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Symbol in

parentheses indicates type of emission;

E.C. = K-electron capture, S.F. = spontaneous fission; y =

years, d = days, h = hours, m

= minutes, s = seconds.

The curie (Ci) is thus the quantity of any radioactive material in which the number of disintegrations is 3.7 X 1010 per second. This is a rather large amount of radioactivity, and smaller quantities are expressed in such units as millicuries (1 mCi = 10-3 Ci), microcuries (1 fCi = 10-6 Ci), and picocuries (1 pCi = 10-12 Ci). Since the curie is a measure of the emission rate, it is not a satisfactory unit for setting safety standards for handling radioactive materials.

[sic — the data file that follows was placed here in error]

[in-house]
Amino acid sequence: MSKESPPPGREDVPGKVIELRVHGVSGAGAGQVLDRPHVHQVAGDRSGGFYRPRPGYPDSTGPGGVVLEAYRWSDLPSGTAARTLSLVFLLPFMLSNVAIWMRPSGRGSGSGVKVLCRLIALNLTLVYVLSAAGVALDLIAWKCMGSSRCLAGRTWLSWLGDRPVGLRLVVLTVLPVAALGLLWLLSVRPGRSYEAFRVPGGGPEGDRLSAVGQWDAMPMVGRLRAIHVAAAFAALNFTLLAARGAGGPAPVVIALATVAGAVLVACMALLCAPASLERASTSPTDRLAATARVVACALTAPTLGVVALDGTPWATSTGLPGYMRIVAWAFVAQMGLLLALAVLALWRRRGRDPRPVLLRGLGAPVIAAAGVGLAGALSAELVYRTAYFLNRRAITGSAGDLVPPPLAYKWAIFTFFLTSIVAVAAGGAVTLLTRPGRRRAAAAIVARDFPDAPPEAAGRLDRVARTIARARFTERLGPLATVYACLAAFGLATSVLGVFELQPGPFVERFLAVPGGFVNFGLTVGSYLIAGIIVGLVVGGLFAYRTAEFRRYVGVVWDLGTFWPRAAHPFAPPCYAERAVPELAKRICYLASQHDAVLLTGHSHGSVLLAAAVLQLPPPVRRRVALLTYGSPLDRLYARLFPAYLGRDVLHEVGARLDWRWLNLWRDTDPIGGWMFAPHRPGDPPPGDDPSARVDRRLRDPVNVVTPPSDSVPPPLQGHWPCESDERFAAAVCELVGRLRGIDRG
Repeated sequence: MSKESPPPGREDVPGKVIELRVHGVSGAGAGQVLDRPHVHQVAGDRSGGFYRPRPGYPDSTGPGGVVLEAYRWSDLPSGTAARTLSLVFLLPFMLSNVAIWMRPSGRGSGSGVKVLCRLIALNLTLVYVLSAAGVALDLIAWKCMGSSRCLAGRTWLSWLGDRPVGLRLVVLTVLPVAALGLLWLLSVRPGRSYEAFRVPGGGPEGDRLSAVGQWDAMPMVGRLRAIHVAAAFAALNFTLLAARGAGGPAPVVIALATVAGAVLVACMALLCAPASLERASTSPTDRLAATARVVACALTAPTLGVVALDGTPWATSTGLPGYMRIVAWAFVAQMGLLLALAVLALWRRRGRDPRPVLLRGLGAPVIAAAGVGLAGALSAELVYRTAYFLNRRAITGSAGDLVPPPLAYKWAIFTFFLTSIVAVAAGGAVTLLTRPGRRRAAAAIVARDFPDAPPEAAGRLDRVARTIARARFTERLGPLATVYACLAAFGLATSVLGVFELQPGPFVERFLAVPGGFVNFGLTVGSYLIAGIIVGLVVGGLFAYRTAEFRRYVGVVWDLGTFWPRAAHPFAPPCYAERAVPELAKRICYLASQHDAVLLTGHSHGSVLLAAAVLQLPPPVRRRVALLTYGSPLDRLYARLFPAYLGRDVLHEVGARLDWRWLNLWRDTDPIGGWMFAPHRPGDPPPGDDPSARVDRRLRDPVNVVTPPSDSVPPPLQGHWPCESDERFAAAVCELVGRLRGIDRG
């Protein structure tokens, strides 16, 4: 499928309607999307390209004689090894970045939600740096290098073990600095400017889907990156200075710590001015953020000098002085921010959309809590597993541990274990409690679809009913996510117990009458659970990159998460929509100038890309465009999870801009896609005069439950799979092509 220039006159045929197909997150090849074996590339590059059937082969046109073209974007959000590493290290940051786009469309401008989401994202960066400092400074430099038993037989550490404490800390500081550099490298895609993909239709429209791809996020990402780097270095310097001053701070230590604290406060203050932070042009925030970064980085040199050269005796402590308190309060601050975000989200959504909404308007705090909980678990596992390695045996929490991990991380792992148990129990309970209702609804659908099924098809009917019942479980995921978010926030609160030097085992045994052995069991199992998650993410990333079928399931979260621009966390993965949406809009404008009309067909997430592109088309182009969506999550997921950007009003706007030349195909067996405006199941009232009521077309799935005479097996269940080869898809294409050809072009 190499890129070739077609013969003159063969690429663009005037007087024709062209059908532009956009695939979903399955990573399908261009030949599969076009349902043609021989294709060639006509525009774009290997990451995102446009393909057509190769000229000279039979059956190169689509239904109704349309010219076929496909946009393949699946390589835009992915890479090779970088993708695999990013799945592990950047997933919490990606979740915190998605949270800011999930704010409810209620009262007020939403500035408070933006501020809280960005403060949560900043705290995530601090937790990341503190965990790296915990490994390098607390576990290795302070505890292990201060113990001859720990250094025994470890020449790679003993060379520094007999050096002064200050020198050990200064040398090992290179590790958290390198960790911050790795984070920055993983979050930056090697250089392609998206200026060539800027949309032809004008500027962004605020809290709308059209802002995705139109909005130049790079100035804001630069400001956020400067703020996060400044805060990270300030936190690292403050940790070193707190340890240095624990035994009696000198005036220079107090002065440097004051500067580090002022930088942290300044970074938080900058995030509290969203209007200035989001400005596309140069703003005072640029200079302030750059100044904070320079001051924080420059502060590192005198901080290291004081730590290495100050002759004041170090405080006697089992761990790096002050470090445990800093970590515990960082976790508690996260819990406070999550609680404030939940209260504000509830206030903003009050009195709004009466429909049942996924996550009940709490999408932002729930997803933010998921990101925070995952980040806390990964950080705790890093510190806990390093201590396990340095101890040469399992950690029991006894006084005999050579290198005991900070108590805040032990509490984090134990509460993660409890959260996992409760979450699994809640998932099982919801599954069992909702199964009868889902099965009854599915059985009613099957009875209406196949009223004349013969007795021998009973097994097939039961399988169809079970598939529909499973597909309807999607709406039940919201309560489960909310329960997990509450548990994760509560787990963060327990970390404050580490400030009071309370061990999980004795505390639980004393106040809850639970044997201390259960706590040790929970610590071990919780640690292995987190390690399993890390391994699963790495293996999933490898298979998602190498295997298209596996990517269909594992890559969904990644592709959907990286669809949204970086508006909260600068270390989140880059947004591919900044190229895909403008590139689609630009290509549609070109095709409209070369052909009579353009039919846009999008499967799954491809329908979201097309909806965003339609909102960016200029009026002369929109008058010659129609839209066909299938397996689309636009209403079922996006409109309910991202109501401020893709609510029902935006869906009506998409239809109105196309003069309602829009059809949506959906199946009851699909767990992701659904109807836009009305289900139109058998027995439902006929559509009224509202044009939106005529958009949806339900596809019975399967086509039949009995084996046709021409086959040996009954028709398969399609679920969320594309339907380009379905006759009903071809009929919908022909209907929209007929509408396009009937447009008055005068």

Radioactivity originates from natural and man-made sources. Man-made radioactive materials produce artificial radioactivity. The radioactivity produced from nuclear fission in a nuclear reactor is a classic example of artificial radioactivity.

Naturally occurring radioisotopes of higher atomic number elements belong to chains of successive disintegrations. The original element, which starts the whole decay series, is called the parent. The new elements formed are called daughters, and the whole chain is called a family. The parent of a natural radioactive series undergoes a series of disintegrations before reaching its stable form. When a series is in secular equilibrium, one Ci of the parent will coexist with one Ci of each of the daughters. Three series, the uranium, actinium, and thorium, make up most of the naturally radioactive elements found in the periodic table (Figure 11.21.2).

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